This week marks a change over.

My Sun Gold Cherry Tomato plants have been producing fruit for the past six weeks (see this blog entry) and are starting to falter.

My Sweet Baby Girl Cherry Tomatoes were transplanted much later and are only now starting to produce.

The picture above shows my harvest from today. There are slightly more Sun Gold Cherry Tomatoes than there are Sweet Baby Girl Cherry Tomatoes. I think starting from now on, I will be getting a lot more Sweet Baby Girl Cherry Tomatoes.

The picture below shows how my Cherry Tomato plants look. The 4 on the left are Sweet Baby Girl Cherry Tomato plants and the 2 on the left are Sun Gold Cherry Tomato plants. All of the plants look the same height, because they are all supported by 8 feet tall Texas Tomato Cages (see this blog entry). However, the Sun Gold Cherry Tomato plants have branches that drape well over the Tomato Cages. If you look closely at the picture, you can see that the Sun Gold Cherry Tomato cages are starting to tip over from the weight of the branches that have draped over.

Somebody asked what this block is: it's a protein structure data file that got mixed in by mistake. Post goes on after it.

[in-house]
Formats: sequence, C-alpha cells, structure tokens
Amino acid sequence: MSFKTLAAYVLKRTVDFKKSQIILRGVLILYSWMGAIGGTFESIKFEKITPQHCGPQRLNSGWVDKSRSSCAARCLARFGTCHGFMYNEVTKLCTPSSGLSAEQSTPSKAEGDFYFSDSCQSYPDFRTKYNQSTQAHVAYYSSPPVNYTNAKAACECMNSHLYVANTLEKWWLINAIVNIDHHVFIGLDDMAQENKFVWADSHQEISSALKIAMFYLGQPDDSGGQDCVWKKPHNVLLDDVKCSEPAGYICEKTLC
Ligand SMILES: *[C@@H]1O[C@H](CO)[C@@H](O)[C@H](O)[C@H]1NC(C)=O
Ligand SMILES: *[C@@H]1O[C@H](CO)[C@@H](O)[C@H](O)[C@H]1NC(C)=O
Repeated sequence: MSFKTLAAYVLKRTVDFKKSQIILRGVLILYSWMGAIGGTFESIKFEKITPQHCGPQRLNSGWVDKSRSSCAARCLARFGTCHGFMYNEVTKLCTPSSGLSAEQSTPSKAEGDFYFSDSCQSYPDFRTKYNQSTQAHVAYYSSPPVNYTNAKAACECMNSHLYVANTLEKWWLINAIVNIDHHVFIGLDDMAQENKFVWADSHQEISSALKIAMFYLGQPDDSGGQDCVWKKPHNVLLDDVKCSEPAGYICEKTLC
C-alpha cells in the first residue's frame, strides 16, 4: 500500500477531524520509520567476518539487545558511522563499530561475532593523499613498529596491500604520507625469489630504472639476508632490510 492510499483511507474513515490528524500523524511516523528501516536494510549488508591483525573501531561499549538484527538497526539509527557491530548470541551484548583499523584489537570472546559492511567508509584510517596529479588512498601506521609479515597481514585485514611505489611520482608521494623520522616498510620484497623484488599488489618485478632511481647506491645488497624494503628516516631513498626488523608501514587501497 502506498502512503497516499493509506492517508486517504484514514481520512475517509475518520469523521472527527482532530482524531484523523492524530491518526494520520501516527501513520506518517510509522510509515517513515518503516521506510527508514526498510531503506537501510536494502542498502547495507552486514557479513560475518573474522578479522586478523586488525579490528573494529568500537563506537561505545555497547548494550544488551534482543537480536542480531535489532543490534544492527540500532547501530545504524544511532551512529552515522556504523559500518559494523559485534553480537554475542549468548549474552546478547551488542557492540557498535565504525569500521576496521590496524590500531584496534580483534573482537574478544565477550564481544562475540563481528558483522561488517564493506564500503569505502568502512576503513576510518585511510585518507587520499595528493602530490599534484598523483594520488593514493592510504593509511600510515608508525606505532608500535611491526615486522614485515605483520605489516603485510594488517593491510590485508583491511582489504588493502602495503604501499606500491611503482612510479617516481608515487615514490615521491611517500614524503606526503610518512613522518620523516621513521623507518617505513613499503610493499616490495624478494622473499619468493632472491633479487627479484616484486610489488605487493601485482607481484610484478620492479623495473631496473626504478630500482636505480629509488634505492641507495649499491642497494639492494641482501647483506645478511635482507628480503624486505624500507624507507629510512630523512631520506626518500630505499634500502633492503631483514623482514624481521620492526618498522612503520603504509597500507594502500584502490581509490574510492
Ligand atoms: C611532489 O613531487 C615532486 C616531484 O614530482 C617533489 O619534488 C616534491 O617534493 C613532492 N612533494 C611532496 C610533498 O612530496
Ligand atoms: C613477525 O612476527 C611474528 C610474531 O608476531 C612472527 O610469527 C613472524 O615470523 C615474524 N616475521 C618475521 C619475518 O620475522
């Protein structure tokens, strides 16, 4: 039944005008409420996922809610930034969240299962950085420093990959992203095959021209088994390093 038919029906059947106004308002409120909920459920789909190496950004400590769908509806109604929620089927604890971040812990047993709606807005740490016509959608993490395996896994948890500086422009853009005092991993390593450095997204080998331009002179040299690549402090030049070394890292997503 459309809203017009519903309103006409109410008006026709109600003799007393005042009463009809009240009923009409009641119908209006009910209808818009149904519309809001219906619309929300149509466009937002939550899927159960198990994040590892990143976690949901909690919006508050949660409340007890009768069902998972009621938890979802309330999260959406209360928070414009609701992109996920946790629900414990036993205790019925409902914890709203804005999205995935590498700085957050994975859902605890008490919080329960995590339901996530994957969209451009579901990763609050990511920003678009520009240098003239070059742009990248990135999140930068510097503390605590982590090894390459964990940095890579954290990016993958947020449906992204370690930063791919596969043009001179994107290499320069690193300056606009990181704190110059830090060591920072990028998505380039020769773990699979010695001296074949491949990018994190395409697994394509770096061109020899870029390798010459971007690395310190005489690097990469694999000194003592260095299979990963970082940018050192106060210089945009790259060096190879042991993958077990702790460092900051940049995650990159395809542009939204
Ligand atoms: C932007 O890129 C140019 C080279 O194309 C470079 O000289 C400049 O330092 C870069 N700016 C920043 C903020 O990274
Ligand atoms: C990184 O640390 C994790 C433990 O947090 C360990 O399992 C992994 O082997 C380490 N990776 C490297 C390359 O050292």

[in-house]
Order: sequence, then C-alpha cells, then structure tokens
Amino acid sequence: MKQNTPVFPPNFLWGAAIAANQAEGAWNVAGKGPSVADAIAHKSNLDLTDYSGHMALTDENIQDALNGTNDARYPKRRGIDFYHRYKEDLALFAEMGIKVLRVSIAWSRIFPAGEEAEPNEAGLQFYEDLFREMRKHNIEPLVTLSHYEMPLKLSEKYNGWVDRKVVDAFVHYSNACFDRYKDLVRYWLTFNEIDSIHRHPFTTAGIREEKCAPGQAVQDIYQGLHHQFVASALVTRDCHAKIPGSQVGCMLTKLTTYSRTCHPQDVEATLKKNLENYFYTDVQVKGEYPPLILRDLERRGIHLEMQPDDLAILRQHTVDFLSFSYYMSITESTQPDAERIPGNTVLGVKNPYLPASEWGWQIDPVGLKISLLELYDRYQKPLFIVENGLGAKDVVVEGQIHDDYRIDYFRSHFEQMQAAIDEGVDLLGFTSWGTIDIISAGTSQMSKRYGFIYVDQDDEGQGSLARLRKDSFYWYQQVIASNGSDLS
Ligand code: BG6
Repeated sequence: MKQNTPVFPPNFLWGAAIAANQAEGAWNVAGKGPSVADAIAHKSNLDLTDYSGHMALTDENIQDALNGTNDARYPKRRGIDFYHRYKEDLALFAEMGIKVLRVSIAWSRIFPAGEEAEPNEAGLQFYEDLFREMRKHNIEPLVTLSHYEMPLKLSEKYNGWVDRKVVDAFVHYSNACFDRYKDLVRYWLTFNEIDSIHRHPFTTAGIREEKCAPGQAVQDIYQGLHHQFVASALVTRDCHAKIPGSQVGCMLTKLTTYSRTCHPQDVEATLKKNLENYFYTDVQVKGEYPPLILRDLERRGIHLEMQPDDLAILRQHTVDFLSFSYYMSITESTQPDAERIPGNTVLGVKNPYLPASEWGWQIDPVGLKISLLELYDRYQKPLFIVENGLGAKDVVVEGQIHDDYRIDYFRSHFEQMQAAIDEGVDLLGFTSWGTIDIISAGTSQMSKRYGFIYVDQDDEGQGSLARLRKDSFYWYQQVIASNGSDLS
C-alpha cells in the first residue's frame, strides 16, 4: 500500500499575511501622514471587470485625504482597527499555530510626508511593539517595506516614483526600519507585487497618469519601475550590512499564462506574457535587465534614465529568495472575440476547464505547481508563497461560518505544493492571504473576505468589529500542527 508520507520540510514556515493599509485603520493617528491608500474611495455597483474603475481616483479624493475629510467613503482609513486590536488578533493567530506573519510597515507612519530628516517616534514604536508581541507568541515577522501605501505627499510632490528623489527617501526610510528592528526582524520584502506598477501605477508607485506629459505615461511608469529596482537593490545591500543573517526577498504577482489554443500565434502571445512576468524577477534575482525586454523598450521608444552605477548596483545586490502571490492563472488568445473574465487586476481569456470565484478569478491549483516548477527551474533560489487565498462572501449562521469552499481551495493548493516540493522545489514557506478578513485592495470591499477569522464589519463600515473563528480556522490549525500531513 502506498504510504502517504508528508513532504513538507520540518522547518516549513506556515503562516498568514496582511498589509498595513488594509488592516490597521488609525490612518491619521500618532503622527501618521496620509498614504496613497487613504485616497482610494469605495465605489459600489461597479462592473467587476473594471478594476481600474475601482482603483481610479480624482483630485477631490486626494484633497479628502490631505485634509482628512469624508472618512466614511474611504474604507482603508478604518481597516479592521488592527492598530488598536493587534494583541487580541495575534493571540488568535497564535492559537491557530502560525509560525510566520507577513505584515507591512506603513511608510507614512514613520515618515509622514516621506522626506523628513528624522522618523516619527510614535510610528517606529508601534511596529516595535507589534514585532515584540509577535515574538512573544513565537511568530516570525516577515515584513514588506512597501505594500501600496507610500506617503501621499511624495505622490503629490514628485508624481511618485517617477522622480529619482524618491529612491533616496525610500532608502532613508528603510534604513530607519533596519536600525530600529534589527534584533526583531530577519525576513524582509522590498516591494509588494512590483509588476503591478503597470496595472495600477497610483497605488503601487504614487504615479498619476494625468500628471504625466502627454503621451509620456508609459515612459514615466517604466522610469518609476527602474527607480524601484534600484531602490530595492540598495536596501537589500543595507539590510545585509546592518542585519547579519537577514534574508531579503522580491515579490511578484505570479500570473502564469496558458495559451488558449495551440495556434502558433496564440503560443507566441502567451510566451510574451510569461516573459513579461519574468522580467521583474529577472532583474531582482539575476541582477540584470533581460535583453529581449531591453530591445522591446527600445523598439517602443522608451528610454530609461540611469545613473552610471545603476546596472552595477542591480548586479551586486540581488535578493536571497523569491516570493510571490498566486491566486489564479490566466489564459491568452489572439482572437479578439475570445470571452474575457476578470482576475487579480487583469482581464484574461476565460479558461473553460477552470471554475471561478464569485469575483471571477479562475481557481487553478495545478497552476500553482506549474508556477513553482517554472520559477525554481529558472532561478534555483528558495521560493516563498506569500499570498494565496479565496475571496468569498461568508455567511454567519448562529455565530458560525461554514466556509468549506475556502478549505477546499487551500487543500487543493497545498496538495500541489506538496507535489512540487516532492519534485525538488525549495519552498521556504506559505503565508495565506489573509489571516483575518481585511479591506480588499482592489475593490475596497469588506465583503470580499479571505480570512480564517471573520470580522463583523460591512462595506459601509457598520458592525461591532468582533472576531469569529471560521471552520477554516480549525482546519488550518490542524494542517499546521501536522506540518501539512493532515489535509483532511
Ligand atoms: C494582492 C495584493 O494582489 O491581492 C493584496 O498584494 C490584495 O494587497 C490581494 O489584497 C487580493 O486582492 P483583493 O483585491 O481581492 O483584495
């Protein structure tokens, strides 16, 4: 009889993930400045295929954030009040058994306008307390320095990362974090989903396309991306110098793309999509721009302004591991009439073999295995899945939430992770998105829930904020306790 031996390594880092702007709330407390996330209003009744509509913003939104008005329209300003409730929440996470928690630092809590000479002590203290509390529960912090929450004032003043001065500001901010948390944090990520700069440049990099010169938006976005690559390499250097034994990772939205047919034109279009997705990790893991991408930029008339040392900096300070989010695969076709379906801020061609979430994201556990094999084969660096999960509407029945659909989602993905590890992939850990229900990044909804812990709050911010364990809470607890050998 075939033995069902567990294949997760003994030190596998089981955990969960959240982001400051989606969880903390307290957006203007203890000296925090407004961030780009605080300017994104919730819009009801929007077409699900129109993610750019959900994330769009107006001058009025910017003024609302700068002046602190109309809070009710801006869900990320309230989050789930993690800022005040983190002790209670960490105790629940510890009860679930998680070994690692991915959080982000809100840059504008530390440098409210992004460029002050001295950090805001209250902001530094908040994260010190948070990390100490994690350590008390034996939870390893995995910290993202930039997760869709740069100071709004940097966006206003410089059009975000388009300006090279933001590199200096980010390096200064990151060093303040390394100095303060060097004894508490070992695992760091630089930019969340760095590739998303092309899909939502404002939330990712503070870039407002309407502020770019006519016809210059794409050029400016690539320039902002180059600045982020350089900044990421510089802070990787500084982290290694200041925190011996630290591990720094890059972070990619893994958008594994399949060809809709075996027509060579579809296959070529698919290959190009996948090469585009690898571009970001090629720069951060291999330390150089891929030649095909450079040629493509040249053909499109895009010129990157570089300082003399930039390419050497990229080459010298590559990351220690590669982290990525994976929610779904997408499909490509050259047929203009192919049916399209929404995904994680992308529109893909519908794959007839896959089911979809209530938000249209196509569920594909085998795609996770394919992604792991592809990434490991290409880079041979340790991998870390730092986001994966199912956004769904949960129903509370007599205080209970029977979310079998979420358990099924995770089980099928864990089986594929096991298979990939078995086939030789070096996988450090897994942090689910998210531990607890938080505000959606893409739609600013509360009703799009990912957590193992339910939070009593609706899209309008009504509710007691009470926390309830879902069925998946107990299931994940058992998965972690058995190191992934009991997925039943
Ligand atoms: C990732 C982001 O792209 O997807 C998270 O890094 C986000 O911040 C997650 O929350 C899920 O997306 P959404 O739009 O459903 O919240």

Monday, July 5, 2010

July Lilies

More of my lilies are starting to bloom.

The one on the left is "Silk Road" and the one on the right is "Muscadet". Both are from the Lily Garden.

Sunday, July 4, 2010

Charentais Fruit Forming

My Charentais plants have fruit! It was a little over a month ago that the plants were starting to produce flowers (see this blog entry)

I have 4 fruits forming. The fruits are the size of a baseball.

Friday, July 2, 2010

Thai Chili Peppers Ripening

The peppers on the Thai Chili pepper plant that I bought a few months ago (see this blog entry) are starting to ripen

The red chili peppers are deep in the middle of the plant. I had to spread out the leaves to find them (see picture to the right). Most of the chili peppers are still green, but I was able to pick a couple of them.

The picture below shows how the plants looks today. It has grown considerably.

I expect to have a lot more chili peppers in a couple of weeks.